The Philadelphia Eagles continue to lock up their core players with long-term contract extensions.
NFL Media Insider Ian Rapoport reported the four-year extension is worth $35 million with $21 million in guarantees, per a source informed of the contract. In total, the new deal is worth $40.5 million and it will keep him under contract through the 2020 season.
"I expressed to (my agent) I want to be here for a long time," said Jenkins, during a news conference Monday. "They took it from there. I think the Eagles did a good job of obviously expressing that I definitely in the plans."
Jenkins was poised to enter the final season of a three-year, $15.5 million contract he had outplayed the last two years in Philadelphia after beginning his career in New Orleans.
"Believe me, I'm waiting. I'm trying to get in line just like everybody else," Jenkins said, via the Philadelphia Inquirer. "That's something I can't control. But I'm definitely interested in staying. I want to be in Philly long term."
Jenkins is the fourth nucleus player to land a new contract since Howie Roseman, Eagles executive vice president of football operations, resumed de facto general manager duties in January. Tight end Zach Ertz, right tackle Lane Johnson and defensive end Vinny Curry have also been awarded new deals in the past month. Star defensive lineman Fletcher Cox is next on the docket.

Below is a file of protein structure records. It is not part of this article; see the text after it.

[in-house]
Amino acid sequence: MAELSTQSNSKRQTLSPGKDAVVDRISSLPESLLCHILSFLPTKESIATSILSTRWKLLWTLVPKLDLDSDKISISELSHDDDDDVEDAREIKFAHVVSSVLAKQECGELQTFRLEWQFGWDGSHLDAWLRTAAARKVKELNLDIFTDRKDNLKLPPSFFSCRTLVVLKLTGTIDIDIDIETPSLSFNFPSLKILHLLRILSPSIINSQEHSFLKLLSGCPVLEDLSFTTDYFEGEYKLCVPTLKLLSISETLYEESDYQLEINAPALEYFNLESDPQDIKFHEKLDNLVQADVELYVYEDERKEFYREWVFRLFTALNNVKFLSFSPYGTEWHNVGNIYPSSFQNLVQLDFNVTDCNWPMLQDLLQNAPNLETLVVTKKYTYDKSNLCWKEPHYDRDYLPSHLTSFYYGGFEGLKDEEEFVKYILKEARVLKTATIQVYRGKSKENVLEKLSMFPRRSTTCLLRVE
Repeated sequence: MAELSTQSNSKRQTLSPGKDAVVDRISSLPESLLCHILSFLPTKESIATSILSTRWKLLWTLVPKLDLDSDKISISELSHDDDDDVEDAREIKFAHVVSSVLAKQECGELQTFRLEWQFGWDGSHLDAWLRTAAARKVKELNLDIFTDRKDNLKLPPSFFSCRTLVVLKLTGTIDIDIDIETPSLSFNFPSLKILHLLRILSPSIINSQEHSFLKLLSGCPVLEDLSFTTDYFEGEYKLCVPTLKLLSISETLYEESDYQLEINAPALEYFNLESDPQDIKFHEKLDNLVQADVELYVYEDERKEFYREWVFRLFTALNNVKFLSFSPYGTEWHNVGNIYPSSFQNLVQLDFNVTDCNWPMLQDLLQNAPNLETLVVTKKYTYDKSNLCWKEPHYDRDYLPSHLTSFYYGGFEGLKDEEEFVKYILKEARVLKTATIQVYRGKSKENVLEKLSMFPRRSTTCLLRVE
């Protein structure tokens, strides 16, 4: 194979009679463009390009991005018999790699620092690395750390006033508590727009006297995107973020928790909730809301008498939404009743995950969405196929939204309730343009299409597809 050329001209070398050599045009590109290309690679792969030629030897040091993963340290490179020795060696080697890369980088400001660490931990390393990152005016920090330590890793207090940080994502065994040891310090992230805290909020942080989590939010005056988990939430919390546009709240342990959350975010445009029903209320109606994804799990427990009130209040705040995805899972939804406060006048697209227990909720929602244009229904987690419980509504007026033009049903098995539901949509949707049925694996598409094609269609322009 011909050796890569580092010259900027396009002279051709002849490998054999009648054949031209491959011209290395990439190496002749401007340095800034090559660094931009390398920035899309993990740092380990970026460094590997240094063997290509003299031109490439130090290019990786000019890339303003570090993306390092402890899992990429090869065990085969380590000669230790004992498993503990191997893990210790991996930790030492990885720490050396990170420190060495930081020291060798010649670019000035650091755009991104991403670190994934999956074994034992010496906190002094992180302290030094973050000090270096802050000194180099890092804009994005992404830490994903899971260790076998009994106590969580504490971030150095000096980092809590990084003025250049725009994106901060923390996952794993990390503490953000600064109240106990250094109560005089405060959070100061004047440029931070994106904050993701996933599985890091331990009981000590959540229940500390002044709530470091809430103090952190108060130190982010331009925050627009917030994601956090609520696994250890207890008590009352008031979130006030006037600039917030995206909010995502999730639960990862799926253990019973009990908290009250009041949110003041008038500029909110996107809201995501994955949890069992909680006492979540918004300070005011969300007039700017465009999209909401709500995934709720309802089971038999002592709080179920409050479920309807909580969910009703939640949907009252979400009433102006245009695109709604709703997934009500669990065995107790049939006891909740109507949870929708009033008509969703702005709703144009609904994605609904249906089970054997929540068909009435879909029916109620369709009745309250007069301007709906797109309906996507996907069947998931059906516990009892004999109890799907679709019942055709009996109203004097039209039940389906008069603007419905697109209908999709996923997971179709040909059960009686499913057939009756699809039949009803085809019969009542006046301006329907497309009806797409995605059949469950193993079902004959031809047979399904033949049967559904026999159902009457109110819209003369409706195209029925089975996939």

As the Inquirer's Jeff McLane outlined in a prescient column, Roseman has long been an adherent of former Eagles president Joe Banner's practice of locking up young players before they reach their peaks.
After upgrading the secondary in his first season with the Eagles, Jenkins graduated to the ranks of the NFL's best safeties in his second season. In fact, it can be argued that he and impending free agent Walter Thurmond were the league's premier safety tandem last season.
Jenkins, 28, led the team in tackles each of the past two years and forced more turnovers than any Eagles defender in 2015.
Provided he stays healthy and productive, he will spend the next half-decade quarterbacking new coordinator Jim Schwartz's secondary. For his part, Jenkins seems upbeat about the direction of the team's defense.
"I think we have the players in the building already to really be a dominant defense," Jenkins said. "For the most part, I think we have what we need and I think when you add a coach like Jim Schwartz and his defense ... I think that will take us to the next level."
Malcolm Jenkins (@MalcolmJenkins) February 22, 2016